All of my un-returned phone calls from my tackle shop buddies on Wednesday pretty much told me all I needed to know: The tight-knit community of die-hard saltwater anglers were eagerly stocking up on last-minute gear and bait in anticipation of the Pacific Halibut opener today, most likely keeping my fishing contacts busy.
In addition, the salmon and rockfish seasons will both open in the next couple weeks and the fishing folks are -- to put it mildly -- a tad bit excited.
There is even a little icing on the opener cake.
The ocean is forecasted to be somewhat flat through Friday, allowing some of the smaller boats to get in on the fun. The tough part, as always, will be trying to find the fish without the benefit of having been on the water for a few months.
Most anglers will head to where they've caught them before, which is always a good place to start. A popular area in the past has been straight out of the jaws in 250 to 300 feet of water.
According to Tim Klassen of Reel Steel Sportfishing, your best bet is to not spend too much time at one location and always look for sea life.
”With the ocean being fairly calm, take advantage and move around if you aren't getting bit. The last time I was out, there wasn't much life near shore, but when we ventured out past 200 feet we started to see a bunch of krill and bait,” Klassen said. “That's what you're looking for.”
Weekend marine forecast
As of Wednesday, Friday's forecast for coastal waters out 10 nautical miles is looking very nice with waves out of the SW 4 feet at 9 seconds. Unfortunately, the weekend isn't looking quite as good. Saturday's forecast is for winds 5 to 10 knots out of the SW with waves to 9 feet at 13 seconds. Sunday, the wind will pick up slightly, blowing 10 to 15 knots. Waves will be out of the west 9 feet at 12 seconds. These conditions can and will change.
For up-to-date weather forecast, visit www.weather.gov/eureka/. You can also call the National Weather Service at 707-443-7062 or the office on Woodley Island at 707-443-6484.
Don't forget, Eureka's Englund Marine will again be holding its BIG FISH Halibut Contest again this year. The 8th annual event runs from May 1 to Oct. 31, 2014. There is no entry fee and you can enter as many fish as you'd like. Fish do not need to be gutted and gilled. Prizes will be awarded to the top three fish. A complete list of rules and regulations are available at Englund Marine Supply, Co., 2 Commercial St., in Eureka or call 707-444-9266.
Razor clam update
Chris Hegnes of Crescent City's Englund Marine reports the clamming on South Beach has been excellent this week, with limits coming pretty easy. “I was out there on Wednesday morning, and the full length of the beach had clams,” Hegnes added. This year, the beach south of Battery Point is open to clamming. Here in Humboldt, the reports haven't been quite as good for Clam Beach. The reports I'm hearing are the clams are few and far between.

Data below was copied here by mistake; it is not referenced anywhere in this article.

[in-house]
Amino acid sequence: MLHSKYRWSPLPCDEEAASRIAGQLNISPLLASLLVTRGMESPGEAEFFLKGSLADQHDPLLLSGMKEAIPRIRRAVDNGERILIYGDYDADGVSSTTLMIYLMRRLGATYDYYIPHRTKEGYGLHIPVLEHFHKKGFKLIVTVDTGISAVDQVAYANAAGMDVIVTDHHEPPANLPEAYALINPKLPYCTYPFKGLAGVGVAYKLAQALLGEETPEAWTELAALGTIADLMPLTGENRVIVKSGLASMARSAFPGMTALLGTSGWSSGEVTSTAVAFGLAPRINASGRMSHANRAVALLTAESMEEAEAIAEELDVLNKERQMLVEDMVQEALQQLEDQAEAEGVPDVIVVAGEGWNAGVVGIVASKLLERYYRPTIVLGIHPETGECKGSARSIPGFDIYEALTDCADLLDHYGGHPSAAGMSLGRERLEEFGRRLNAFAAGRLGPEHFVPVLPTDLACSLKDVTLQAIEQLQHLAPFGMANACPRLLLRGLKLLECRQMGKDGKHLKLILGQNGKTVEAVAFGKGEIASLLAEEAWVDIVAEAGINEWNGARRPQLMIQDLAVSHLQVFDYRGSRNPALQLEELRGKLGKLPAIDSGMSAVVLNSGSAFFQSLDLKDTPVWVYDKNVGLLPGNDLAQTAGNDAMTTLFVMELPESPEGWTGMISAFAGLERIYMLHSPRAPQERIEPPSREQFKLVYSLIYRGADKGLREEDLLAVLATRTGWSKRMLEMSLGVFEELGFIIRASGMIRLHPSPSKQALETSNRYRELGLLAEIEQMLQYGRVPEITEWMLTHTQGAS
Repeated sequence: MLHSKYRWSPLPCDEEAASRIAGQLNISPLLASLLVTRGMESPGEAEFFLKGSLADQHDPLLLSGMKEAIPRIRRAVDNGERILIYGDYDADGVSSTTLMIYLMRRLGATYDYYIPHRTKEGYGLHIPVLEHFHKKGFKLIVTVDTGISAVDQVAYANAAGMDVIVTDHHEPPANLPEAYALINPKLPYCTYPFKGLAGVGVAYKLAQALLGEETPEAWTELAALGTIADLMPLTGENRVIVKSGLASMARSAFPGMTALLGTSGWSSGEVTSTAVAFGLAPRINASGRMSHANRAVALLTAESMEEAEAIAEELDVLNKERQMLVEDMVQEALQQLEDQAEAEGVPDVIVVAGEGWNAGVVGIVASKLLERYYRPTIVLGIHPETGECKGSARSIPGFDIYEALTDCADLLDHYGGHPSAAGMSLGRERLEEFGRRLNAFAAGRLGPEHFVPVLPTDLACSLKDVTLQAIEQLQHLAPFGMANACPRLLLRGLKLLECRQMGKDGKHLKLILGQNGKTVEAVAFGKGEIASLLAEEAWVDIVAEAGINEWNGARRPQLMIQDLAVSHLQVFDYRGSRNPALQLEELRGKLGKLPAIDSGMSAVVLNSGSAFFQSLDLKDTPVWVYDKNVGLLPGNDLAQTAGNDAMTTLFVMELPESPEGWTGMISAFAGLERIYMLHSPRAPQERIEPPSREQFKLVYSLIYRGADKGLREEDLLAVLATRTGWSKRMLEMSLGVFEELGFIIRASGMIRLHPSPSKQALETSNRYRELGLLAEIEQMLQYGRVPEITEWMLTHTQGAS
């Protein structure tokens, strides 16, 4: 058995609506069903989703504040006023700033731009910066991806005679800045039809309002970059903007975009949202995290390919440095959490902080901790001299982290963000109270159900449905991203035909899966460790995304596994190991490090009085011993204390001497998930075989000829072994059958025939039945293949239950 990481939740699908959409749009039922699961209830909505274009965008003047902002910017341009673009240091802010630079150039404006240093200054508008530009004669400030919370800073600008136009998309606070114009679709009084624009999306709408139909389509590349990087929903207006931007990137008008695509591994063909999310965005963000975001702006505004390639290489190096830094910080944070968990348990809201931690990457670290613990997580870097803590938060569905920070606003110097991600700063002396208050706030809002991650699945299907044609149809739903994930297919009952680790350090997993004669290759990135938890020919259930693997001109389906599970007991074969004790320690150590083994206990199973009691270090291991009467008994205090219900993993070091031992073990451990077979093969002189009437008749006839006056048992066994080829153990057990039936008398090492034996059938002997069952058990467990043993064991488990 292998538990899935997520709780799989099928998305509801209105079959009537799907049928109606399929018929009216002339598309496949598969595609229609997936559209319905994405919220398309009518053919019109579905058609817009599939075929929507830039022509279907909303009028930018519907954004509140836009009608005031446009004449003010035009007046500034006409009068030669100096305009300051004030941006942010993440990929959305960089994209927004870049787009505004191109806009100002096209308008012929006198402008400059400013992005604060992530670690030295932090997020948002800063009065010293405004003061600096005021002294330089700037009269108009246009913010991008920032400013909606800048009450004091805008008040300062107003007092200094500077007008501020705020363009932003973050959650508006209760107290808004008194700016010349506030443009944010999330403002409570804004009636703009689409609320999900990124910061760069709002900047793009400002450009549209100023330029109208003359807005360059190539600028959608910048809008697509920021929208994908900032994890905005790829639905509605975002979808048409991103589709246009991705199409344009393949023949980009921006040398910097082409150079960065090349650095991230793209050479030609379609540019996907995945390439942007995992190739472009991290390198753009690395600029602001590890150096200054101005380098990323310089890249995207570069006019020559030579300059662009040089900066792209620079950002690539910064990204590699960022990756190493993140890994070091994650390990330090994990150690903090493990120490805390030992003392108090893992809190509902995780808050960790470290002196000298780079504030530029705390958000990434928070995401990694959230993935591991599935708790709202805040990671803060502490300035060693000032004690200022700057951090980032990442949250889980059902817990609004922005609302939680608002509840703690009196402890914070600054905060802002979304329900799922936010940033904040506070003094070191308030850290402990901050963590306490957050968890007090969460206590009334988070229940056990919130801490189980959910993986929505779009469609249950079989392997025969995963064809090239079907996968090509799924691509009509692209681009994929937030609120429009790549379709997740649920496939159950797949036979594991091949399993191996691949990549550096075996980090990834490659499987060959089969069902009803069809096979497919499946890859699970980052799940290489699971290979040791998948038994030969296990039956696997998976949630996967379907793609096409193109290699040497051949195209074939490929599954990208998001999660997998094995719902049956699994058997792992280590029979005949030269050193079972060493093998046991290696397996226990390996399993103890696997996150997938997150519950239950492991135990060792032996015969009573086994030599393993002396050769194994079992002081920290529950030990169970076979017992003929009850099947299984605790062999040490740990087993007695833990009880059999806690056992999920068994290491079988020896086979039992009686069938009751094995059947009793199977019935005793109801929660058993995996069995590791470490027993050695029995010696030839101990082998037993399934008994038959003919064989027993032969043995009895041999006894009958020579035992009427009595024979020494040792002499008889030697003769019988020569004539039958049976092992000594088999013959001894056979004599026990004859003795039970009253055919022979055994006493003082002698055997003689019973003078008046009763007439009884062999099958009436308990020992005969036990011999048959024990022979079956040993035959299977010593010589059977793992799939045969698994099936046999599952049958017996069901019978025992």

Trinidad Harbor information
As posted this week on the Humboldt Tuna website, the seasonal mooring rate will again be $600 this season, with in and out launch. The monthly rate will be $325 and the weekly rate is $165. The daily cost to launch is $35. The launch and moorings will open Saturday, May 3. For more information, call 707-599-0125.
Shelter Cove salmon update:
The weather has been nice and the salmon are biting, but we're not seeing many anglers reports Russ Thomas of Mario's Marina in Shelter Cove. “The charter boat guys have been getting limits just about every trip, so there's definitely some fish around. There's been some nice ones caught too, Jared Morris of C'Mon Sport Fishing boated a 30-pounder last Saturday,” Thomas added.
Klamath River quota correction
In last week's “Fishing the North Coast” column, I incorrectly stated that the quota of 2,064 adults covers from the 101 Bridge upriver to the 96 Bridge in Weitchepec. The lower river quota actually covers from the ocean to 96 bridge. The spit area, which is 100 yards of the channel through the sand spit formed at the mouth of the river, will close once it reaches 15 percent of the lower river quota, which is 619 adults.
The water release out of Lewiston Dam down the Trinity River has leveled off at 1,500 cfs and the Lower Klamath is in great shape. It's currently flowing at just over 9,000 cfs, which is low but expected due to the lack of rainfall. A couple springers have already been caught and we should start to see more and more fish enter the river.
Last week's rain and cloudy conditions brought the first real good push of fish into the lower river, reports guide Steve Huber of Steve Huber's Guide Service. “Boats were getting ones and twos, and some limits were also reported last week. But now we're back to warm conditions and a dropping river. The bite has been real tough for most this week, with lots of zeroes. The fish are coming in with the tides, but with four to five feet of visibility, it's getting harder to get in front of them” Huber said.
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